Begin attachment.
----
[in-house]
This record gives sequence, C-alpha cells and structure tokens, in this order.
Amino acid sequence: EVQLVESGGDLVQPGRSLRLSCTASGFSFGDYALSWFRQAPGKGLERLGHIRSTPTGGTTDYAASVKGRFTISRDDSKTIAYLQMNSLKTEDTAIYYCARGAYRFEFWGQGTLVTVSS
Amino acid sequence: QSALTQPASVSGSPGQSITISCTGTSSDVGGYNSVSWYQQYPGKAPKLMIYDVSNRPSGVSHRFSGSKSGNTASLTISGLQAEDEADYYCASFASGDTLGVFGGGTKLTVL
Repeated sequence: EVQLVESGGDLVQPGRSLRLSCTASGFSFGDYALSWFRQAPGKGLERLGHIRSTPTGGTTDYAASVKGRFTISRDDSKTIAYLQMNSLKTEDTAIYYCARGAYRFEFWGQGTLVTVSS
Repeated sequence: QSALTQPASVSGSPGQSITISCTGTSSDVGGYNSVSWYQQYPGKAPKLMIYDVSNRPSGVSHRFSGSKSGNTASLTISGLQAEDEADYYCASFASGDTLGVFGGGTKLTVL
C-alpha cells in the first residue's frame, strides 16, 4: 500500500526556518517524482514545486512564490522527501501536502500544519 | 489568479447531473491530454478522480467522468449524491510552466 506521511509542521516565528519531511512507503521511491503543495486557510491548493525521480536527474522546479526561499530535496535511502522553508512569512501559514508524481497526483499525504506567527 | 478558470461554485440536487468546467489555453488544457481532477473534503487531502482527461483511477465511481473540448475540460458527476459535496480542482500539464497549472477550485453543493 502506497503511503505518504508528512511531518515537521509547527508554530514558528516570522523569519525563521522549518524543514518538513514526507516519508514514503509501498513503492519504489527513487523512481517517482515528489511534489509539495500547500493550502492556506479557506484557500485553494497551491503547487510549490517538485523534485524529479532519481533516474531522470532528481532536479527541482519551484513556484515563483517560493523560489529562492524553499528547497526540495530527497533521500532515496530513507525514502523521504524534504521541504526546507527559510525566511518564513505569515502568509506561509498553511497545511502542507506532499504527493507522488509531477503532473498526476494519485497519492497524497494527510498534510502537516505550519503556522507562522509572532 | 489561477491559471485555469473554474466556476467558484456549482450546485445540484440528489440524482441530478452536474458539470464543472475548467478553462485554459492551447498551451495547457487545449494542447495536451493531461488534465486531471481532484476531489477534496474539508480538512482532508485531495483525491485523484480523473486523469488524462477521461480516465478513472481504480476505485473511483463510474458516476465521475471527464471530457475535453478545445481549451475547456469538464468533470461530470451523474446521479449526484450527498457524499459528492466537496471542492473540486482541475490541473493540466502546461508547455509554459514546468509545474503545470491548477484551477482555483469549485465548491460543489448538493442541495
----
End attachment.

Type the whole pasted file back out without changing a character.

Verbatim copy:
[in-house]
This record gives sequence, C-alpha cells and structure tokens, in this order.
Amino acid sequence: EVQLVESGGDLVQPGRSLRLSCTASGFSFGDYALSWFRQAPGKGLERLGHIRSTPTGGTTDYAASVKGRFTISRDDSKTIAYLQMNSLKTEDTAIYYCARGAYRFEFWGQGTLVTVSS
Amino acid sequence: QSALTQPASVSGSPGQSITISCTGTSSDVGGYNSVSWYQQYPGKAPKLMIYDVSNRPSGVSHRFSGSKSGNTASLTISGLQAEDEADYYCASFASGDTLGVFGGGTKLTVL
Repeated sequence: EVQLVESGGDLVQPGRSLRLSCTASGFSFGDYALSWFRQAPGKGLERLGHIRSTPTGGTTDYAASVKGRFTISRDDSKTIAYLQMNSLKTEDTAIYYCARGAYRFEFWGQGTLVTVSS
Repeated sequence: QSALTQPASVSGSPGQSITISCTGTSSDVGGYNSVSWYQQYPGKAPKLMIYDVSNRPSGVSHRFSGSKSGNTASLTISGLQAEDEADYYCASFASGDTLGVFGGGTKLTVL
C-alpha cells in the first residue's frame, strides 16, 4: 500500500526556518517524482514545486512564490522527501501536502500544519 | 489568479447531473491530454478522480467522468449524491510552466 506521511509542521516565528519531511512507503521511491503543495486557510491548493525521480536527474522546479526561499530535496535511502522553508512569512501559514508524481497526483499525504506567527 | 478558470461554485440536487468546467489555453488544457481532477473534503487531502482527461483511477465511481473540448475540460458527476459535496480542482500539464497549472477550485453543493 502506497503511503505518504508528512511531518515537521509547527508554530514558528516570522523569519525563521522549518524543514518538513514526507516519508514514503509501498513503492519504489527513487523512481517517482515528489511534489509539495500547500493550502492556506479557506484557500485553494497551491503547487510549490517538485523534485524529479532519481533516474531522470532528481532536479527541482519551484513556484515563483517560493523560489529562492524553499528547497526540495530527497533521500532515496530513507525514502523521504524534504521541504526546507527559510525566511518564513505569515502568509506561509498553511497545511502542507506532499504527493507522488509531477503532473498526476494519485497519492497524497494527510498534510502537516505550519503556522507562522509572532 | 489561477491559471485555469473554474466556476467558484456549482450546485445540484440528489440524482441530478452536474458539470464543472475548467478553462485554459492551447498551451495547457487545449494542447495536451493531461488534465486531471481532484476531489477534496474539508480538512482532508485531495483525491485523484480523473486523469488524462477521461480516465478513472481504480476505485473511483463510474458516476465521475471527464471530457475535453478545445481549451475547456469538464468533470461530470451523474446521479449526484450527498457524499459528492466537496471542492473540486482541475490541473493540466502546461508547455509554459514546468509545474503545470491548477484551477482555483469549485465548491460543489448538493442541495